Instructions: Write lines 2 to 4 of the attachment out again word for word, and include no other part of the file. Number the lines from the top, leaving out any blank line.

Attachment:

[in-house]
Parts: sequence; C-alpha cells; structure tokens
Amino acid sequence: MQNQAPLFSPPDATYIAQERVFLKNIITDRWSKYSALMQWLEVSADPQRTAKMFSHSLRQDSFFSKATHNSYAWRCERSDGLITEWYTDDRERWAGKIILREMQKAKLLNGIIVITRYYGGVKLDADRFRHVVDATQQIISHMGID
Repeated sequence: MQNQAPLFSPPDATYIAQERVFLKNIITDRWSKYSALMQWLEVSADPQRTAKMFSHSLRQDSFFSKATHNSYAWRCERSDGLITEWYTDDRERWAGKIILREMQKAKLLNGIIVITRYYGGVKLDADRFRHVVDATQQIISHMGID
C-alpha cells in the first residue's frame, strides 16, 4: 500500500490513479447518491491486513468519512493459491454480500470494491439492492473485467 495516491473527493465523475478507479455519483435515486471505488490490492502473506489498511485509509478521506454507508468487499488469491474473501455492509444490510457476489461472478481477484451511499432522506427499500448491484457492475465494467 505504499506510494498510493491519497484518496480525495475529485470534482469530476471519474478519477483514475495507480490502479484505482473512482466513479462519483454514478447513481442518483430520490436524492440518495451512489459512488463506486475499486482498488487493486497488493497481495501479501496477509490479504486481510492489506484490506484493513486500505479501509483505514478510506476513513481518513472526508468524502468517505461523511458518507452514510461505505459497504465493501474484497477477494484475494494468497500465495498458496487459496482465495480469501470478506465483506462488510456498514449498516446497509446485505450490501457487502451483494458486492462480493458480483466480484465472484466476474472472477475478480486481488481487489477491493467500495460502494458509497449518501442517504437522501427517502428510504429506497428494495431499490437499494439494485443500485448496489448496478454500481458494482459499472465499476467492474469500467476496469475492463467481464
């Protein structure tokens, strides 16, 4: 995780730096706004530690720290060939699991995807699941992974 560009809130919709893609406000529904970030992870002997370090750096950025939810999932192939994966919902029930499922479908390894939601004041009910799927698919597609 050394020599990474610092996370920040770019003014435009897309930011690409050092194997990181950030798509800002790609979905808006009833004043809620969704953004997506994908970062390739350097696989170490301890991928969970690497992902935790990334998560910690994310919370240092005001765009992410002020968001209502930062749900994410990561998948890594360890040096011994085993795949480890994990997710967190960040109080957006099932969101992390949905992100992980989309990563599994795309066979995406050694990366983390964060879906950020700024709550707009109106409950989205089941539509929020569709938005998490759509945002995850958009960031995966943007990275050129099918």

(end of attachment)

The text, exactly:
Parts: sequence; C-alpha cells; structure tokens
Amino acid sequence: MQNQAPLFSPPDATYIAQERVFLKNIITDRWSKYSALMQWLEVSADPQRTAKMFSHSLRQDSFFSKATHNSYAWRCERSDGLITEWYTDDRERWAGKIILREMQKAKLLNGIIVITRYYGGVKLDADRFRHVVDATQQIISHMGID
Repeated sequence: MQNQAPLFSPPDATYIAQERVFLKNIITDRWSKYSALMQWLEVSADPQRTAKMFSHSLRQDSFFSKATHNSYAWRCERSDGLITEWYTDDRERWAGKIILREMQKAKLLNGIIVITRYYGGVKLDADRFRHVVDATQQIISHMGID